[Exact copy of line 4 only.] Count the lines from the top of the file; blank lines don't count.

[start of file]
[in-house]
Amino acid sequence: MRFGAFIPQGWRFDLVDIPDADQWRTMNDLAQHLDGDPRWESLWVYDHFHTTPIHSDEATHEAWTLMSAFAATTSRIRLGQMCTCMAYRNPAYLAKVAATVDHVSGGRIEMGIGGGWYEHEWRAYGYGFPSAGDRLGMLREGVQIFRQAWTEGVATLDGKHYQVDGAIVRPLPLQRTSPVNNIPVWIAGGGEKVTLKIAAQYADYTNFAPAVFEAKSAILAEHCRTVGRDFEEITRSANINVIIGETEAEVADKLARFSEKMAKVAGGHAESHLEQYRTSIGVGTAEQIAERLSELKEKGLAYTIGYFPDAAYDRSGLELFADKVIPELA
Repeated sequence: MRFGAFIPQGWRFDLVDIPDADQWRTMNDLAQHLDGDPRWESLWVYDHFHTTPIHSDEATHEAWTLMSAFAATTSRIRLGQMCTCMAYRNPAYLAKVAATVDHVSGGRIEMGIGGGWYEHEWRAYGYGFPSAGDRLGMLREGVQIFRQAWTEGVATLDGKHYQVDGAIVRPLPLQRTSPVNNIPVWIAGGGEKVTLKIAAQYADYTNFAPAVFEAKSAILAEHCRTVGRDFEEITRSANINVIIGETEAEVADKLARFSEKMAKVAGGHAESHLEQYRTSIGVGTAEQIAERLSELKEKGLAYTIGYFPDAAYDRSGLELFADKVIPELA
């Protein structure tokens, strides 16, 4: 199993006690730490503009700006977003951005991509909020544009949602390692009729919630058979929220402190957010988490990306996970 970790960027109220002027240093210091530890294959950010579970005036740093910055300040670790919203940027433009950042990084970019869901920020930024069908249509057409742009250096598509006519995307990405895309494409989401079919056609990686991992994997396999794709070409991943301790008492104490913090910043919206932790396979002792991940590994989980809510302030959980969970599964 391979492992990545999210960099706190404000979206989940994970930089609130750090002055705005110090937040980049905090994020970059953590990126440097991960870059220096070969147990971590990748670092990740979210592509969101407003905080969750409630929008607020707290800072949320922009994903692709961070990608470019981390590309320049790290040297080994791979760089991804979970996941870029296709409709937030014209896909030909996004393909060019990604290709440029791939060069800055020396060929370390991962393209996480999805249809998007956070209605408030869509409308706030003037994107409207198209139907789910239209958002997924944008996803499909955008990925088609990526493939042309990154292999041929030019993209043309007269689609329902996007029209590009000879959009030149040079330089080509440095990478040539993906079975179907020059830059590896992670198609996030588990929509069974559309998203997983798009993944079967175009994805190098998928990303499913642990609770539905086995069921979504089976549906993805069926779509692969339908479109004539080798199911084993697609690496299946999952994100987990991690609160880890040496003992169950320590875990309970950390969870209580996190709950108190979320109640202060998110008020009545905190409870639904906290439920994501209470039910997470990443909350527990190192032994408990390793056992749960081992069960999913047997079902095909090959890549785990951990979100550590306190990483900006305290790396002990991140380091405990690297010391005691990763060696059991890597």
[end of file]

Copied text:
């Protein structure tokens, strides 16, 4: 199993006690730490503009700006977003951005991509909020544009949602390692009729919630058979929220402190957010988490990306996970 970790960027109220002027240093210091530890294959950010579970005036740093910055300040670790919203940027433009950042990084970019869901920020930024069908249509057409742009250096598509006519995307990405895309494409989401079919056609990686991992994997396999794709070409991943301790008492104490913090910043919206932790396979002792991940590994989980809510302030959980969970599964 391979492992990545999210960099706190404000979206989940994970930089609130750090002055705005110090937040980049905090994020970059953590990126440097991960870059220096070969147990971590990748670092990740979210592509969101407003905080969750409630929008607020707290800072949320922009994903692709961070990608470019981390590309320049790290040297080994791979760089991804979970996941870029296709409709937030014209896909030909996004393909060019990604290709440029791939060069800055020396060929370390991962393209996480999805249809998007956070209605408030869509409308706030003037994107409207198209139907789910239209958002997924944008996803499909955008990925088609990526493939042309990154292999041929030019993209043309007269689609329902996007029209590009000879959009030149040079330089080509440095990478040539993906079975179907020059830059590896992670198609996030588990929509069974559309998203997983798009993944079967175009994805190098998928990303499913642990609770539905086995069921979504089976549906993805069926779509692969339908479109004539080798199911084993697609690496299946999952994100987990991690609160880890040496003992169950320590875990309970950390969870209580996190709950108190979320109640202060998110008020009545905190409870639904906290439920994501209470039910997470990443909350527990190192032994408990390793056992749960081992069960999913047997079902095909090959890549785990951990979100550590306190990483900006305290790396002990991140380091405990690297010391005691990763060696059991890597």